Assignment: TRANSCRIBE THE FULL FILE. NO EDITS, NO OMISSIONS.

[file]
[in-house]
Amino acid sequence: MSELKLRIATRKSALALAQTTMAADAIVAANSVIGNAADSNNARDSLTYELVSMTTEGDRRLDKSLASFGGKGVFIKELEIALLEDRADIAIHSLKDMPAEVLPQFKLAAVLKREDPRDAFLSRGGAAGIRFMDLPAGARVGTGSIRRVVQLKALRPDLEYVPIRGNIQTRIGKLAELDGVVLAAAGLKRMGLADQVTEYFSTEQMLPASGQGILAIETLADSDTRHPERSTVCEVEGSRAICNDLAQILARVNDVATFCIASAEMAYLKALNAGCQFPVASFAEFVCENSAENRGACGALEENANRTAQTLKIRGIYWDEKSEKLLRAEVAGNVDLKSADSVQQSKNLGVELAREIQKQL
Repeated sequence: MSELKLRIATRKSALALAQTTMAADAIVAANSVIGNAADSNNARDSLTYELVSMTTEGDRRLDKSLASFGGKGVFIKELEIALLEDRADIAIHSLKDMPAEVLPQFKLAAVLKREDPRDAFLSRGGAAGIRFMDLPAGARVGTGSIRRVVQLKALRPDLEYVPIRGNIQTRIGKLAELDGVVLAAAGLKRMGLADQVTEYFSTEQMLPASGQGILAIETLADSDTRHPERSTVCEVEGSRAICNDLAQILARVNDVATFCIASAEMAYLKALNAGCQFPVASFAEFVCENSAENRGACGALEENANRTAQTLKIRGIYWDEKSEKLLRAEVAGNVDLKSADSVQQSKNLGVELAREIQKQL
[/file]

[in-house]
Amino acid sequence: MSELKLRIATRKSALALAQTTMAADAIVAANSVIGNAADSNNARDSLTYELVSMTTEGDRRLDKSLASFGGKGVFIKELEIALLEDRADIAIHSLKDMPAEVLPQFKLAAVLKREDPRDAFLSRGGAAGIRFMDLPAGARVGTGSIRRVVQLKALRPDLEYVPIRGNIQTRIGKLAELDGVVLAAAGLKRMGLADQVTEYFSTEQMLPASGQGILAIETLADSDTRHPERSTVCEVEGSRAICNDLAQILARVNDVATFCIASAEMAYLKALNAGCQFPVASFAEFVCENSAENRGACGALEENANRTAQTLKIRGIYWDEKSEKLLRAEVAGNVDLKSADSVQQSKNLGVELAREIQKQL
Repeated sequence: MSELKLRIATRKSALALAQTTMAADAIVAANSVIGNAADSNNARDSLTYELVSMTTEGDRRLDKSLASFGGKGVFIKELEIALLEDRADIAIHSLKDMPAEVLPQFKLAAVLKREDPRDAFLSRGGAAGIRFMDLPAGARVGTGSIRRVVQLKALRPDLEYVPIRGNIQTRIGKLAELDGVVLAAAGLKRMGLADQVTEYFSTEQMLPASGQGILAIETLADSDTRHPERSTVCEVEGSRAICNDLAQILARVNDVATFCIASAEMAYLKALNAGCQFPVASFAEFVCENSAENRGACGALEENANRTAQTLKIRGIYWDEKSEKLLRAEVAGNVDLKSADSVQQSKNLGVELAREIQKQL